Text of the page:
What a season.
Back in January more than 200 of you gathered inside our “warming house” on the Capitol south lawn to kick off MinnCAN’s 2012 campaign, The Playbook for Education in Minnesota. That day I told you about three winning policy plays for Minnesota’s public schools and the children they serve: 1) Prize First-String Teachers, 2) Scout Minnesota’s MVPs: Most Valuable Principals and 3) Launch the Achievement Power Play.
These plays build on the three policy victories we celebrated in 2011 and the findings of our second annual “The State of Minnesota Public Education” report. And with the help of Minnesotans from every pocket of the state, our campaign sparked an expansive dialogue on these reforms: Nearly 3,300 people took action, we published a statewide public opinion poll showing overwhelming support for teacher layoff reform and three dozen news stories featured the campaign – including 14 editorials and op-eds.
Given the buzz our campaign generated, the natural next question is: did it accomplish anything? The answer to that is a resounding YES. Here’s the breakdown of our 2012 policy goals and what we accomplished with each of them:
- Scout Minnesota’s MVPs: Most Valuable Principals. A win! When Gov. Dayton signed education omnibus bill H.F. 2949, we scored big for Minnesota public schools and the principals leading them by enacting legislation that connects 35 percent of principal evaluations to student achievement. Our platform to hold principals to the same level of accountability as their teachers was made possible thanks to the support of the governor, the legislature and Education Commissioner Brenda Cassellius. Minnesota will now have regular, comprehensive evaluations for principals through a trusted model for identifying which principals are thriving and which are faltering so we can support those who need it and recognize those who deserve it.
- Launch the Achievement Power Play. Off to a great start! We made two big moves to expand schools that are working, close that aren’t and improve those in between: We helped Minneapolis Public Schools and Charter School Partners secure a provision in H.F. 2949 to allow charter schools to collaborate with their home districts. Now, district and charter schools can work together on everything from facilities and transportation to training and student achievement assessments. District schools can also include the academic performance of the students of a collaborating charter school for the purposes of student assessment and reporting. We rallied behind a second provision in the omnibus bill to expand game-changing Career and Technical and post-secondary education options – an exercise in strong collaboration between Sen. Olson, Rep. Garofalo and Commissioner Cassellius. Now, more students will thrive in Minnesota classrooms.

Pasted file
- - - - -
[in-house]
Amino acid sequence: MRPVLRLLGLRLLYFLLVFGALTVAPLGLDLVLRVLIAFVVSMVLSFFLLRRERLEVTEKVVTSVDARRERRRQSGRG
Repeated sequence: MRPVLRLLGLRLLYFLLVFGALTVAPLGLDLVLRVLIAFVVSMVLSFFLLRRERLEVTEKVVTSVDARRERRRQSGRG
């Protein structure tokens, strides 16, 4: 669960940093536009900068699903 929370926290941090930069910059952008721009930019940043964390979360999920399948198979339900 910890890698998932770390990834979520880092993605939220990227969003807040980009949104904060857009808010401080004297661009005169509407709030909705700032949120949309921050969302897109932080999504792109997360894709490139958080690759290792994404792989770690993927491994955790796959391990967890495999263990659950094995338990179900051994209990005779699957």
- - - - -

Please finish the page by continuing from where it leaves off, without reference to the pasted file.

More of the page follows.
Our power play builds off the notion in hockey when your team has a numerical advantage on the ice. More great athletes dramatically shift the odds in your favor. In education, the more great schools, the better the chance of meeting the needs of every Minnesota child. This year we will continue to embark on plays to scale school models with proven results and hold accountable those that prevent students from receiving the kind of education they deserve: Launch School & District Report Cards as a tool to help parents decide which school is the best option for their child, showcase Minnesota’s top achievement gap-busting schools and seed an achievement kick-start fund to provide the financial resources to scale-up successful schools.
- Prize first-string teachers. Special interests put ahead of kids. Our statewide poll revealed overwhelming support for teacher tenure reform, including 91 percent of Minnesotans who say teacher performance should be the number one factor in a layoff decision. With phone calls and emails to legislators and the governor, we reinforced those findings: More than 2,000 emails and 800 phone calls flooded their offices urging them to support H.F. 1870, a simple measure to protect great teachers by basing layoff decisions on performance and not just seniority. The legislature heard your call and passed H.F. 1870. Scores of Minnesota newspapers then urged Gov. Dayton to sign this meaningful reform into law. But the chance to prize first-string teachers fell flat when the governor vetoed H.F. 1870.
Political stagnation continues to prevent Minnesota schools from considering the factors that matter in important staffing decisions. But we know where Minnesotans stand, and we’re not giving up the fight on behalf of teachers who are posting learning gains and whittling away at our staggering achievement gaps.
When we founded MinnCAN at the start of 2011, we set out to change the conversation around education in our state. And 64 news stories, three issue briefs and two reports, 816 phone calls and 4,040 emails sent to policymakers later, I can write with confidence that we have.
But the battle for great schools isn’t won in a single year—or even two. We still have the second-largest achievement gap in the United States. Forty percent of Minnesota high school graduates need remedial math or reading upon entering college.
Recognizing our work is far from over, more and more Minnesotans are pledging to stand up for great schools year in and year out. I am so grateful for your support.
Together we are enacting the policies that will help give every Minnesota child access to a great public school. Because great schools change everything.